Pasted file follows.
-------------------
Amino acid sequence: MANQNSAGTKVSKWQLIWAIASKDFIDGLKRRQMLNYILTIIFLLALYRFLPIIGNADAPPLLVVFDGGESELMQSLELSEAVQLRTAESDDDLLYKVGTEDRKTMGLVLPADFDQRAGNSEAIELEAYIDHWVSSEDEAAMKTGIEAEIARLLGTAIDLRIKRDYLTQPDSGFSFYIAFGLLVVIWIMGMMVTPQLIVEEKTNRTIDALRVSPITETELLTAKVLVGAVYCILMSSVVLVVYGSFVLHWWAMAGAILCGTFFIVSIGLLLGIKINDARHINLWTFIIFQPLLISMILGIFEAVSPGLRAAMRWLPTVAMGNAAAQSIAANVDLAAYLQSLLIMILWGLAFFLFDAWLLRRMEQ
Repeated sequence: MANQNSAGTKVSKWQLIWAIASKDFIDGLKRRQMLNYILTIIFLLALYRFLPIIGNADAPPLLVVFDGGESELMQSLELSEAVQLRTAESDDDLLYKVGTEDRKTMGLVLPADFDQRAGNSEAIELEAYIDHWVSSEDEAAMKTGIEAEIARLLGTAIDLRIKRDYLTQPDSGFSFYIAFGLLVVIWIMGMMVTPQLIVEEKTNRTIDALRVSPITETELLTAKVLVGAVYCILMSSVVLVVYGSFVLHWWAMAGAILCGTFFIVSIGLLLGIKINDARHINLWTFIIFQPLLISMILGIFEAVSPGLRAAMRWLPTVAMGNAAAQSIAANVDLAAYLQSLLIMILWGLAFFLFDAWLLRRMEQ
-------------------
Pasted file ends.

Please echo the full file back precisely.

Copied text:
Amino acid sequence: MANQNSAGTKVSKWQLIWAIASKDFIDGLKRRQMLNYILTIIFLLALYRFLPIIGNADAPPLLVVFDGGESELMQSLELSEAVQLRTAESDDDLLYKVGTEDRKTMGLVLPADFDQRAGNSEAIELEAYIDHWVSSEDEAAMKTGIEAEIARLLGTAIDLRIKRDYLTQPDSGFSFYIAFGLLVVIWIMGMMVTPQLIVEEKTNRTIDALRVSPITETELLTAKVLVGAVYCILMSSVVLVVYGSFVLHWWAMAGAILCGTFFIVSIGLLLGIKINDARHINLWTFIIFQPLLISMILGIFEAVSPGLRAAMRWLPTVAMGNAAAQSIAANVDLAAYLQSLLIMILWGLAFFLFDAWLLRRMEQ
Repeated sequence: MANQNSAGTKVSKWQLIWAIASKDFIDGLKRRQMLNYILTIIFLLALYRFLPIIGNADAPPLLVVFDGGESELMQSLELSEAVQLRTAESDDDLLYKVGTEDRKTMGLVLPADFDQRAGNSEAIELEAYIDHWVSSEDEAAMKTGIEAEIARLLGTAIDLRIKRDYLTQPDSGFSFYIAFGLLVVIWIMGMMVTPQLIVEEKTNRTIDALRVSPITETELLTAKVLVGAVYCILMSSVVLVVYGSFVLHWWAMAGAILCGTFFIVSIGLLLGIKINDARHINLWTFIIFQPLLISMILGIFEAVSPGLRAAMRWLPTVAMGNAAAQSIAANVDLAAYLQSLLIMILWGLAFFLFDAWLLRRMEQ